Efforts to commemorate, clean, and maintain African-American cemeteries are taking off across the nation. In the recent news, states such as Virginia, Florida, Georgia, and Texas, to name a few, have been recognized for their efforts to save these cemeteries. In addition to the emotional and familial ties to these places, preservation organizations and communities at large are also acknowledging their historic and cultural significance. On the one hand, there is the issue of the absence and erasure of African-American culture and history from the written historical record. On the other hand, we have contemporary economic, political, and social shifts occurring that increasingly displace African-American families from historically black neighborhoods. This being the case, African-American cemeteries then, become important locales of historic and cultural memory, and key sites in which their maintenance and existence become mechanisms to (re)claim black space.  This is an important piece to all of the efforts to preserve African-American cemeteries but is also important right here in Austin, TX.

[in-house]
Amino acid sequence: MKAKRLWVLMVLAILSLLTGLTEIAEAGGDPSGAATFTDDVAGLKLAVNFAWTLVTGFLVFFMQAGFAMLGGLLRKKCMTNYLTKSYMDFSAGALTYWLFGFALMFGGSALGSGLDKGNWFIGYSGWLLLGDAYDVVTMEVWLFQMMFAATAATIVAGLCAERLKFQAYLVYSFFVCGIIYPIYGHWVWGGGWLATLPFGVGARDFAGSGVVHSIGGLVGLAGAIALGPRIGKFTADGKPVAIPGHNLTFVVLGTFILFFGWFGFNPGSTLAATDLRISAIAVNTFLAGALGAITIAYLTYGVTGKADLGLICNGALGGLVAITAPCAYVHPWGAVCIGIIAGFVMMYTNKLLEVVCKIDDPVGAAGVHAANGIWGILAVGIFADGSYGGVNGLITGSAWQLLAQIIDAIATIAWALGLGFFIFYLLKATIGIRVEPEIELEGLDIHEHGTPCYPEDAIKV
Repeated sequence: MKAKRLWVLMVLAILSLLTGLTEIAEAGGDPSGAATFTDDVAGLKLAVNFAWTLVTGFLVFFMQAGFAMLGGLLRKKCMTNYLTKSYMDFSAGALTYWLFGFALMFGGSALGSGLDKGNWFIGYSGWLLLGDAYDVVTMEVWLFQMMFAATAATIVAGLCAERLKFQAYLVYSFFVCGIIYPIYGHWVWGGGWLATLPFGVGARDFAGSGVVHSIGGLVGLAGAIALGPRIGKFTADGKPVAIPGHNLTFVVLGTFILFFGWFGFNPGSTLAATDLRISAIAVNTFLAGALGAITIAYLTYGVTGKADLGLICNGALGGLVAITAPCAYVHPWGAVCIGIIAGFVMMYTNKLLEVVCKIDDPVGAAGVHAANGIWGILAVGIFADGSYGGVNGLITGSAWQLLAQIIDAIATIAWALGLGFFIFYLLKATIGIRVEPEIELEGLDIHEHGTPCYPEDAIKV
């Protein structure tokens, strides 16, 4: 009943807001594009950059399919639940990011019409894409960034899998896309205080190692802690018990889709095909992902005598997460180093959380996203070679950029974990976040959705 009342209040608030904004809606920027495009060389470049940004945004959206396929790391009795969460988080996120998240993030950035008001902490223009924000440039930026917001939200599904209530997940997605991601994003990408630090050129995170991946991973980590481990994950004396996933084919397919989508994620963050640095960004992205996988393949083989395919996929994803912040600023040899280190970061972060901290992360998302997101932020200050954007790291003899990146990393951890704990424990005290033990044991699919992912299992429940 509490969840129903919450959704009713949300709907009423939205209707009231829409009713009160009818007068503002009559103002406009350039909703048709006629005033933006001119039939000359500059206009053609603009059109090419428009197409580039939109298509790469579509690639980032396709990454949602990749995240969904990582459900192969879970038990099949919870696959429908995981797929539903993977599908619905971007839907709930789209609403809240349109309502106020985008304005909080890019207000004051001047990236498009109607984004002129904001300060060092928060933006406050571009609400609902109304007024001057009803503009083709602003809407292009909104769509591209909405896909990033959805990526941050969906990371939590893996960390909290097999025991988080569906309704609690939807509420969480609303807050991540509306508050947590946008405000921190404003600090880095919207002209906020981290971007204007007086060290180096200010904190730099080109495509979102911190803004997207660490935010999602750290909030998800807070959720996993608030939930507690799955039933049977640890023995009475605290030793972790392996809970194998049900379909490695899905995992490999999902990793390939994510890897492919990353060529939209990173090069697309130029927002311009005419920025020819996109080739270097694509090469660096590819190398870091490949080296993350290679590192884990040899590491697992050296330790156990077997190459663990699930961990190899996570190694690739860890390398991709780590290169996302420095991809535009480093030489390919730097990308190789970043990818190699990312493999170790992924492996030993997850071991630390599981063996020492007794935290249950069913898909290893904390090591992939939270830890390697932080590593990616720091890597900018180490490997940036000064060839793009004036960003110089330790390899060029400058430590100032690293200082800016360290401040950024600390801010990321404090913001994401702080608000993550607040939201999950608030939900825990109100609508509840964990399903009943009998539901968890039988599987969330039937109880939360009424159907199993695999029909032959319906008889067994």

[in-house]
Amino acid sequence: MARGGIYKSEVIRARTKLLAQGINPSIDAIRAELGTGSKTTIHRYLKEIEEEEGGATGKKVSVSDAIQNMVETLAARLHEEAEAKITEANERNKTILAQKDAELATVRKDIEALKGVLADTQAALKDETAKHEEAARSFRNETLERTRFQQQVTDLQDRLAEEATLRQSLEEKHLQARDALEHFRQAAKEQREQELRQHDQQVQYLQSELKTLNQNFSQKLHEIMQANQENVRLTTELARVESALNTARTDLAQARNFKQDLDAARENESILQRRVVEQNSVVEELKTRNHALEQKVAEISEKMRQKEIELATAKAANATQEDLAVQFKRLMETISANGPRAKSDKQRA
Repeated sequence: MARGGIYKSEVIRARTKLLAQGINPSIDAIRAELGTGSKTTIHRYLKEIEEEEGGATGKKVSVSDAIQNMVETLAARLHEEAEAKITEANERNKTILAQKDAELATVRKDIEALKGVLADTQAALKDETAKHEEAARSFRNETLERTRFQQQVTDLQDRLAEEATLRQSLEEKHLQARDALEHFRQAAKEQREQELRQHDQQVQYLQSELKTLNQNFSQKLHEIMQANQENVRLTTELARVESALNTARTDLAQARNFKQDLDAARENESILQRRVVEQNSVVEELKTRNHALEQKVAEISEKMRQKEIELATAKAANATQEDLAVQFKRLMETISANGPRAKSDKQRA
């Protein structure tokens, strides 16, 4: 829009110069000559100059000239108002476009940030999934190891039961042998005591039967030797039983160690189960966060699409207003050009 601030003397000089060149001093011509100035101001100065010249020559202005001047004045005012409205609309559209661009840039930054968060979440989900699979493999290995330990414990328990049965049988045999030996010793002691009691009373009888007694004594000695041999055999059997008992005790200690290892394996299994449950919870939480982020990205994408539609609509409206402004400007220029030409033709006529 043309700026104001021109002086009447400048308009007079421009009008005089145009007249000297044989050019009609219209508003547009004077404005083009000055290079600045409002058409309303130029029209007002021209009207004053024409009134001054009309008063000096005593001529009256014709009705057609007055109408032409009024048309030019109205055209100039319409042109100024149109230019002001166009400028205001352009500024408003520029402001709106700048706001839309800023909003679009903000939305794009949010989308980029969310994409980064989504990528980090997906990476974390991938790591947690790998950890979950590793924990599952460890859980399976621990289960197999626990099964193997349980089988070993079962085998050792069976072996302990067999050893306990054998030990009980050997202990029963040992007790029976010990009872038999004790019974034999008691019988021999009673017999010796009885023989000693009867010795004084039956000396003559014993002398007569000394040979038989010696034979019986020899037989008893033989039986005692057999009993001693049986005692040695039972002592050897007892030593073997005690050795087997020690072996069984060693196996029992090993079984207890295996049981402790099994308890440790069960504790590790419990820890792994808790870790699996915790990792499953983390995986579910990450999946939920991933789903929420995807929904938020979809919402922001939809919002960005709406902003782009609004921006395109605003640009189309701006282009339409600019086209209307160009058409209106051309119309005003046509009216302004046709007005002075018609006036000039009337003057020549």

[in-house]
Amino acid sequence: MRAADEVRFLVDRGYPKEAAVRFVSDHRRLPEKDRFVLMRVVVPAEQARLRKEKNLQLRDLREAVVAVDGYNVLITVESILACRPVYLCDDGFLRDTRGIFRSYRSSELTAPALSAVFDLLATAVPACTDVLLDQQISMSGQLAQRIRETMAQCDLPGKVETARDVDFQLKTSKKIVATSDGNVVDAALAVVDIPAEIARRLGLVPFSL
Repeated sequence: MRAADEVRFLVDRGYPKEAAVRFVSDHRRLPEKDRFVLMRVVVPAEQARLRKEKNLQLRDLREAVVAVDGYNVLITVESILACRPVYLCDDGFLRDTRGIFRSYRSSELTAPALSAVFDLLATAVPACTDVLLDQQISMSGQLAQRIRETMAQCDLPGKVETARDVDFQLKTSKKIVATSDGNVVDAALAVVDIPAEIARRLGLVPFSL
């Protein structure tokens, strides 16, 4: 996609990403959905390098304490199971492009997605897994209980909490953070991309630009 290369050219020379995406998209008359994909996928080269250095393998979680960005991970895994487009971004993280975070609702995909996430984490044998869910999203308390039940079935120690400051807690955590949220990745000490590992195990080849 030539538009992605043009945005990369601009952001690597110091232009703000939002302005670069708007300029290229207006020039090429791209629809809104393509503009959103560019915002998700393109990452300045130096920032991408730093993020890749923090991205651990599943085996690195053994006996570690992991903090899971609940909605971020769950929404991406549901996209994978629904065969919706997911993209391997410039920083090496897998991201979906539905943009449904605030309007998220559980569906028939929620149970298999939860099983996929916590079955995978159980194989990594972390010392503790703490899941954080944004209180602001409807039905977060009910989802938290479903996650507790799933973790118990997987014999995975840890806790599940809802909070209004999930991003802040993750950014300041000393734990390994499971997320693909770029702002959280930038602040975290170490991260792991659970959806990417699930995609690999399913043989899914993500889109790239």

With the changing demographic shifts in Austin, and the declining numbers of black residents, remembering the rich history of black East Austin remains increasingly important. Six Square: Austin’s Black Cultural District seeks to not only contribute to these national efforts to preserve African-American cemeteries with their upcoming “Homecoming” event, but also calls residents to remember the legacies of black East Austin and return home to celebrate these memories.

The Homecoming is a two-part event. The first part scheduled for November 4 will include a symposium with key scholars focusing on sacred burial places and African-American cemeteries. This event is scheduled to be held on the campus of Hustin-Tillotson University. The second part of the event, schedule to be held mid-to-late Spring, will include the ritual  and physical cleaning  of both Plummers and Bethany cemeteries and continues with a processional, concert, and “family reunion” picnic in Givens Park.